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    Tyler LaDue

    Tyler LaDue

    There isn’t much Tyler LaDue loves more than competitive swimming and the Buffalo Bills. 
    “He has not missed watching a game since like first grade,” his mom, Krista jokes.

    Krista says her son, a vibrant and kind 16-year-old, has always been active. But, in March, he was hit with a leukemia diagnosis without warning. Since that diagnosis, life has been hectic and challenging.

    “He was at States competition for swimming when he got really sick,” she says. “We initially thought he had the flu, but his pediatrician didn’t feel right about his blood work, so he was sent to Golisano for testing.”

    Golisano Children’s Hospital in Syracuse discovered issues with his liver caused by the cancerous cells filling his liver. Since his diagnosis, Tyler has endured weekly chemotherapy - even having to spend Christmas at the hospital due to pancreatitis. Krista recounts one moment when she didn’t know if her son would make it.

    “About a month after diagnosis, Tyler went sepsis and was in the ICU. When he came out, he said, ‘Hey, I’m okay Mom…I didn’t die,’ and tried to make me feel better. That's him - always looking on the bright side." 

    She says his level of maturity and positivity, even in the darkest moments, keeps her moving forward with hope. Because Tyler is still fighting to recover, Krista had to take a leave of absence from work to protect Tyler.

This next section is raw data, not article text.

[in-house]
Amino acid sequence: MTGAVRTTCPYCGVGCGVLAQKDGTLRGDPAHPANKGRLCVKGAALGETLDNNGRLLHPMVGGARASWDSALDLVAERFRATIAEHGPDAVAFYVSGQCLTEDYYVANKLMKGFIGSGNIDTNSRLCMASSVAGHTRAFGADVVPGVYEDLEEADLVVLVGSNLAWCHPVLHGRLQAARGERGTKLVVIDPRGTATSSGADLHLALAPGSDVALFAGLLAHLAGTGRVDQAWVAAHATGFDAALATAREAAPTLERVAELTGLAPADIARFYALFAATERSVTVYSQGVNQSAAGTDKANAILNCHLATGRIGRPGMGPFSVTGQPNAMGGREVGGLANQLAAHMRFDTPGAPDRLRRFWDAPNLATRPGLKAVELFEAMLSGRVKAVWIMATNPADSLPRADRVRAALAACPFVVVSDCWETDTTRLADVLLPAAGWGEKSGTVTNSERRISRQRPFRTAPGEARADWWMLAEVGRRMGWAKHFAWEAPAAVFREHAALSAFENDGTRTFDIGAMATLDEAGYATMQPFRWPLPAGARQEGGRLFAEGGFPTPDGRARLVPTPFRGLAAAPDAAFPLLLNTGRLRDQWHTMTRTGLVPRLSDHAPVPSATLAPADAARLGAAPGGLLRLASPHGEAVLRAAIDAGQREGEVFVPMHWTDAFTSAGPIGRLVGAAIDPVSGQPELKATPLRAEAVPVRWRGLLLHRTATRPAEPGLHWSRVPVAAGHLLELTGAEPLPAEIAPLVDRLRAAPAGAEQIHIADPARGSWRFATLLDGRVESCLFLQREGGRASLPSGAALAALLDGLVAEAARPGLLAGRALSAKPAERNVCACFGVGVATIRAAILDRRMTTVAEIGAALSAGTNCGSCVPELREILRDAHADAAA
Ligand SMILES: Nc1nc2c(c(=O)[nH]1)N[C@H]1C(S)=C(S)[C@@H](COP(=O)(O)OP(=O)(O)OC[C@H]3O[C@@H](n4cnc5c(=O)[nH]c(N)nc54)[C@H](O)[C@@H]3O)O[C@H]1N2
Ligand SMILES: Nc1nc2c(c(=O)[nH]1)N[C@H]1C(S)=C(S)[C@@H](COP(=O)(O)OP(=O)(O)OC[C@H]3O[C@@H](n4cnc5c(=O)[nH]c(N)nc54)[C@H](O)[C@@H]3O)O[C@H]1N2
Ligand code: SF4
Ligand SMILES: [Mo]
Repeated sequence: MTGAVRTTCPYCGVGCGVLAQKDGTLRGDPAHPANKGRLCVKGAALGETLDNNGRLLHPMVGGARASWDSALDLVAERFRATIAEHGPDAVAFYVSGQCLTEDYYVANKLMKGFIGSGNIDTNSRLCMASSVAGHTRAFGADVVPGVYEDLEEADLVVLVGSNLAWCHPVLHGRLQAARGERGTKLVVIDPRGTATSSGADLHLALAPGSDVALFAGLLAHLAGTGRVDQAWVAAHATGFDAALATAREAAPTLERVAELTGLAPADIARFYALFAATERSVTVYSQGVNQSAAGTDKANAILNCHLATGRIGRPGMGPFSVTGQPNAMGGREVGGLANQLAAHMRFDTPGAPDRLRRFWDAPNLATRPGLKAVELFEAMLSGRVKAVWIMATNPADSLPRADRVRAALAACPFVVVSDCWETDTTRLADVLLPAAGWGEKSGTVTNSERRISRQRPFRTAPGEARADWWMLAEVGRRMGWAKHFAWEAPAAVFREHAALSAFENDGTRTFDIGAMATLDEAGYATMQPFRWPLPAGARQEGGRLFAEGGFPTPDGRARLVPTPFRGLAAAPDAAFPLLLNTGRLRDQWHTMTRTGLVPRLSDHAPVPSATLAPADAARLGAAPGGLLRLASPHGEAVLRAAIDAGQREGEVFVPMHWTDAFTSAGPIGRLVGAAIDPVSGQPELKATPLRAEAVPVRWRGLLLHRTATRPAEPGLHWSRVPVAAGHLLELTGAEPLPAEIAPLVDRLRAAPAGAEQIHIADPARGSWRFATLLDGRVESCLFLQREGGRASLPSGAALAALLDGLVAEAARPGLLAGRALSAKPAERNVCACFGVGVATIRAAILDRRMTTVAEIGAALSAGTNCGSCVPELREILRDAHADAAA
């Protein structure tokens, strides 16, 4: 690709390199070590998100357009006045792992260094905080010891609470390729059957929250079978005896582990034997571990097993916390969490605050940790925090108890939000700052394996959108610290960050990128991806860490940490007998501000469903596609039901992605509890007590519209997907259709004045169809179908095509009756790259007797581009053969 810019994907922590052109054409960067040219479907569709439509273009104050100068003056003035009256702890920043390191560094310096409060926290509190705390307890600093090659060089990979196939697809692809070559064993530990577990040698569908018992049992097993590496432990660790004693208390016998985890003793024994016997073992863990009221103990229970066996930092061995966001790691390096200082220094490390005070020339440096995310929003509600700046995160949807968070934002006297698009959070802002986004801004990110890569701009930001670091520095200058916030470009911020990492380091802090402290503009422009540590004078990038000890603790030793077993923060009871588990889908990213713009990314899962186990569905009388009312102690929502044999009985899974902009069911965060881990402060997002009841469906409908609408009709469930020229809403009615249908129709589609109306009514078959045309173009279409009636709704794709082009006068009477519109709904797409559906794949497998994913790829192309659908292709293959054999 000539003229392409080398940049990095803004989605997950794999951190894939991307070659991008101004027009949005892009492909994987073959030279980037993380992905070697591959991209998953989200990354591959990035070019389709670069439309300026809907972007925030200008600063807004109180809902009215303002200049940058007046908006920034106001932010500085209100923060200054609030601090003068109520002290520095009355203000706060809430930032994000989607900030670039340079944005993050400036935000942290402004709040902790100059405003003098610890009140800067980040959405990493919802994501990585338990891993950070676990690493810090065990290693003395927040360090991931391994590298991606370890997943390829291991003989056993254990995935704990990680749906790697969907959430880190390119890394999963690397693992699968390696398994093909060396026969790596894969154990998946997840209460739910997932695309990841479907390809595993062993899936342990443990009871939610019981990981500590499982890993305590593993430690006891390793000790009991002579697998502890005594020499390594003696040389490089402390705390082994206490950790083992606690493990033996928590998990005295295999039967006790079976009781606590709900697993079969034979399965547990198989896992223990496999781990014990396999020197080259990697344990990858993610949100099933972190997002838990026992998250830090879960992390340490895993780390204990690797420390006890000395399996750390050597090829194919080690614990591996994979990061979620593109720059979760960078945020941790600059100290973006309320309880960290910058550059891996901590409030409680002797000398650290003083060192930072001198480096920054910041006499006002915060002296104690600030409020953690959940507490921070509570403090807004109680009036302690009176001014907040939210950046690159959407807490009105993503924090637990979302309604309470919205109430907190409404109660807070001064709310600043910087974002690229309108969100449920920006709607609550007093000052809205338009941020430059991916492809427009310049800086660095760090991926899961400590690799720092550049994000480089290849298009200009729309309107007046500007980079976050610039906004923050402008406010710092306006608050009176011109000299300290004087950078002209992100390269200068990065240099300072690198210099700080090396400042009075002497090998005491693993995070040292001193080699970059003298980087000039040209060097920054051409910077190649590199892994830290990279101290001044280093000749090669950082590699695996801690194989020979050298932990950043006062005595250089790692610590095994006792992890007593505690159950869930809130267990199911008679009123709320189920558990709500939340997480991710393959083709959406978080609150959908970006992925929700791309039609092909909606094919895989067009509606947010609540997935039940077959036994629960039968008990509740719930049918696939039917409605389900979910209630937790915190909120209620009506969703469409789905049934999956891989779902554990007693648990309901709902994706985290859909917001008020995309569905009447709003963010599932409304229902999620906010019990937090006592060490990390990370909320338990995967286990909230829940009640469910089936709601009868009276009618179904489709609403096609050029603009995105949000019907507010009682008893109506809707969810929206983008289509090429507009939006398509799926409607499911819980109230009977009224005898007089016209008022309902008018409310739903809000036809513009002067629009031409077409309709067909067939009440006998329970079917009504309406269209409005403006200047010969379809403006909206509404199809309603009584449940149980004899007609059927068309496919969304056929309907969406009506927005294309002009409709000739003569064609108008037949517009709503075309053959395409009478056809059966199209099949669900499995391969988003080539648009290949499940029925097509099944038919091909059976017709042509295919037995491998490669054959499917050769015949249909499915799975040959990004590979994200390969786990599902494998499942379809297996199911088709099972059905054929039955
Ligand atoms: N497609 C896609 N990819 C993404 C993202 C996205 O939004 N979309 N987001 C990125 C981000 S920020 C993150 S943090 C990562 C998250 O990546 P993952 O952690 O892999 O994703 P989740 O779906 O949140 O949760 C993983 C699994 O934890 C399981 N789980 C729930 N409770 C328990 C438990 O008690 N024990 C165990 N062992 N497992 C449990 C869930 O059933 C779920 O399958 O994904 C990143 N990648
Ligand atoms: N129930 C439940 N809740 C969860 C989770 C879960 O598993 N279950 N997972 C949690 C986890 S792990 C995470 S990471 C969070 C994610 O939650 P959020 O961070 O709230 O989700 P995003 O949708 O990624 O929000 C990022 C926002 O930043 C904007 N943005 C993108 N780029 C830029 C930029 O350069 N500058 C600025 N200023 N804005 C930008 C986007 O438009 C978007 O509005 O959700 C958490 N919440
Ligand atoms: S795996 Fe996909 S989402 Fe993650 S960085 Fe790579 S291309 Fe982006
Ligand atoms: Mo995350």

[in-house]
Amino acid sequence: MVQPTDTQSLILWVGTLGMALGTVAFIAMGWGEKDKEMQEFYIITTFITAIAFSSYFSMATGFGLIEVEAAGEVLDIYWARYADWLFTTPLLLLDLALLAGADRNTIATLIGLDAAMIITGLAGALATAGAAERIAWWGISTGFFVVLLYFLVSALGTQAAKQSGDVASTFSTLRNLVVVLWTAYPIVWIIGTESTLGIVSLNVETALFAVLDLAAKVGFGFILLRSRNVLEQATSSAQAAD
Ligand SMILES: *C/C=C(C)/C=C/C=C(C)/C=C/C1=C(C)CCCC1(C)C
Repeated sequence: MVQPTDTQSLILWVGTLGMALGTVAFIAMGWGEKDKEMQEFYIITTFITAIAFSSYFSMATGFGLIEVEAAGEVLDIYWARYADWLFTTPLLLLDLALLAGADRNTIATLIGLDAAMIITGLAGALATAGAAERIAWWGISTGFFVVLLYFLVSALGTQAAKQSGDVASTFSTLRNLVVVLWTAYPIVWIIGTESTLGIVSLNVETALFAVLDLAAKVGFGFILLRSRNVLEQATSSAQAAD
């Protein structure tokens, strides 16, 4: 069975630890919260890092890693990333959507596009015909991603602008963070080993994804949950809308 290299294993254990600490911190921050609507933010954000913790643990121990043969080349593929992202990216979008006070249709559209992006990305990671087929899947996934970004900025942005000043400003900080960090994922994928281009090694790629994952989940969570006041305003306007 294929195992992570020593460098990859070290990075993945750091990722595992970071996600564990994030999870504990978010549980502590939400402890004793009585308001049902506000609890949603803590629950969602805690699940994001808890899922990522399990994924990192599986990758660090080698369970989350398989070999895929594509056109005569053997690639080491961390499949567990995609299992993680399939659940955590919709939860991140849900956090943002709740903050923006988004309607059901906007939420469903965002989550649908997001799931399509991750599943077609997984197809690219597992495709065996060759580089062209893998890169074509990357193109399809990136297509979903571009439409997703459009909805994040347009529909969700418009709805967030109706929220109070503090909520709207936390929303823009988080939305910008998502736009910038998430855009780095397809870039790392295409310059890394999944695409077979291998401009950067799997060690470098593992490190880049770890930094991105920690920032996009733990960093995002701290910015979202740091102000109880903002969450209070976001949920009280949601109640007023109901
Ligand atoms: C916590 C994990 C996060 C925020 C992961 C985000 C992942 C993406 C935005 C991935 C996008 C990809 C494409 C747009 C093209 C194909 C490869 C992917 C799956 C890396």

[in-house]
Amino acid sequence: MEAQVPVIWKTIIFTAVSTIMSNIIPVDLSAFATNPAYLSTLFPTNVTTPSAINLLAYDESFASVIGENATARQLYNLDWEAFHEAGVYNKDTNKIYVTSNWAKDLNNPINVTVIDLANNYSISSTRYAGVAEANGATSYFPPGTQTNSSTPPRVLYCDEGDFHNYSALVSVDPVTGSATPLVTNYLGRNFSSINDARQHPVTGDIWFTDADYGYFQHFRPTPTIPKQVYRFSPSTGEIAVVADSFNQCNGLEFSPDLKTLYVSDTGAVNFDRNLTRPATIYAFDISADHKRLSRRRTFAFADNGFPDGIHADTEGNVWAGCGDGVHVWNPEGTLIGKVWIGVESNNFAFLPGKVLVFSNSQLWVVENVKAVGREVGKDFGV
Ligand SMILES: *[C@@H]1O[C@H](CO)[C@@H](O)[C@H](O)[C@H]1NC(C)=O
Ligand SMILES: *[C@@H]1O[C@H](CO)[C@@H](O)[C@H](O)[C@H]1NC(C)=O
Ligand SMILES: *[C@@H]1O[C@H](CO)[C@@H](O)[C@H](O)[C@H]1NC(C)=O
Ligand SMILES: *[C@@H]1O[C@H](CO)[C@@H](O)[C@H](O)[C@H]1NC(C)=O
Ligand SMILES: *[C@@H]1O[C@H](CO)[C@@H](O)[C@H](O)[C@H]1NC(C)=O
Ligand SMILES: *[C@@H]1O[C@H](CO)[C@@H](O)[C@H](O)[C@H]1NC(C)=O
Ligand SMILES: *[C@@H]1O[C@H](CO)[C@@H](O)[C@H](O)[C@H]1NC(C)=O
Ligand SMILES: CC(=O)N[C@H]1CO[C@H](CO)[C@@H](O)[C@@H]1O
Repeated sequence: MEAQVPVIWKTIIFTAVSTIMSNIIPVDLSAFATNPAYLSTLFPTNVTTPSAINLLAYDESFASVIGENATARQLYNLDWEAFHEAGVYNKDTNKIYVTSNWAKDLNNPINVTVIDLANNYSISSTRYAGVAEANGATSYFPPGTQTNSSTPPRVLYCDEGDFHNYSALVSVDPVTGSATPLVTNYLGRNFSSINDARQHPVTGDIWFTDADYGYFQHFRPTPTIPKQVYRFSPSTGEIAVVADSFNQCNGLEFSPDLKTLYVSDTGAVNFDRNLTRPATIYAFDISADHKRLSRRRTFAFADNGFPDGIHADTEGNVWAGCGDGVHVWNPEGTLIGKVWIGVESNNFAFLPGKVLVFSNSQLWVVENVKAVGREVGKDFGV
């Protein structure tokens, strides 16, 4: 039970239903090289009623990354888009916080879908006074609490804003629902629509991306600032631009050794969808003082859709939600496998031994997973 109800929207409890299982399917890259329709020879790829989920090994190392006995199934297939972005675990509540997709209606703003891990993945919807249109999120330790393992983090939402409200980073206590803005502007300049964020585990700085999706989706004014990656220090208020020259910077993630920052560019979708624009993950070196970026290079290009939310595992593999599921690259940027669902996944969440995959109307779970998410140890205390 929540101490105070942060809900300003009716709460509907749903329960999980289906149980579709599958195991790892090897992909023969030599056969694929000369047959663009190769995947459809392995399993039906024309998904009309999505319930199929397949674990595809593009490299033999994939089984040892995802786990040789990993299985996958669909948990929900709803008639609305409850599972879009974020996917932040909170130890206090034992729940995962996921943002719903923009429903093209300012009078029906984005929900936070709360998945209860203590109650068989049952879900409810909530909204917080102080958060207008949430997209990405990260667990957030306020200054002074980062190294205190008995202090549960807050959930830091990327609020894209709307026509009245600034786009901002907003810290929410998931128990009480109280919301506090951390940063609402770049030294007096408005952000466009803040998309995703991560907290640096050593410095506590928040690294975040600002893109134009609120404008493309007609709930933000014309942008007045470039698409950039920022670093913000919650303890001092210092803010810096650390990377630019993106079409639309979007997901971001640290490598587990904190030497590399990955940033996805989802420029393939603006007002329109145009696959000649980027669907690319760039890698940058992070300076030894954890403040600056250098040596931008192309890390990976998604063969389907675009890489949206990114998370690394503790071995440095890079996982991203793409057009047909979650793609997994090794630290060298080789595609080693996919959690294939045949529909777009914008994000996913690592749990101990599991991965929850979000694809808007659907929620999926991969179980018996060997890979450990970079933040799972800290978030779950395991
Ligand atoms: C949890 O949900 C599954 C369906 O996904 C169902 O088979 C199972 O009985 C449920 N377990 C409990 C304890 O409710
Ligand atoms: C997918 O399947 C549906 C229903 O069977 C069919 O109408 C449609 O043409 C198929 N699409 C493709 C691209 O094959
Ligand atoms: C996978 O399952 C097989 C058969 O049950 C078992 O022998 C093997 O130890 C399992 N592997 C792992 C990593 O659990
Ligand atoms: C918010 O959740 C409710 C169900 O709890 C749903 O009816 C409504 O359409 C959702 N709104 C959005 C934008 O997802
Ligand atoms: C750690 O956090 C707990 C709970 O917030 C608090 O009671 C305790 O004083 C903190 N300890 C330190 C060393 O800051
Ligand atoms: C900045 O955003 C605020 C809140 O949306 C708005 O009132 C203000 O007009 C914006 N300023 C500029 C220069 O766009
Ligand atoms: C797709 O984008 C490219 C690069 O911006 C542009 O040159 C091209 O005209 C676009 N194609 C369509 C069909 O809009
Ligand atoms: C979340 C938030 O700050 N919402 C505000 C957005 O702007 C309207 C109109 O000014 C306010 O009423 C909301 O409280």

“It’s not safe for me to be exposed at work in this pandemic, and also take care of him,” she explains. “This 26 Shirts campaign comes at the best time for us as a family." 

    Tyler is stable and in the “interim maintenance” phase of his diagnosis. What keeps him happy through it all? “The Bills! Tyler is feeling super confident and is proud of his team – he is ready for that Super Bowl win. From the very beginning, he has always believed in the Bills and cheered them on.”

    So now, it’s our time to “BILLieve” in Tyler and root for him as he fights to become cancer free.
    Tyler LaDue's shirt launched 1/10/21 and closes out 1/24/21.  
    This story is written by Kate Glaser and provided in partnership with Hope Rises: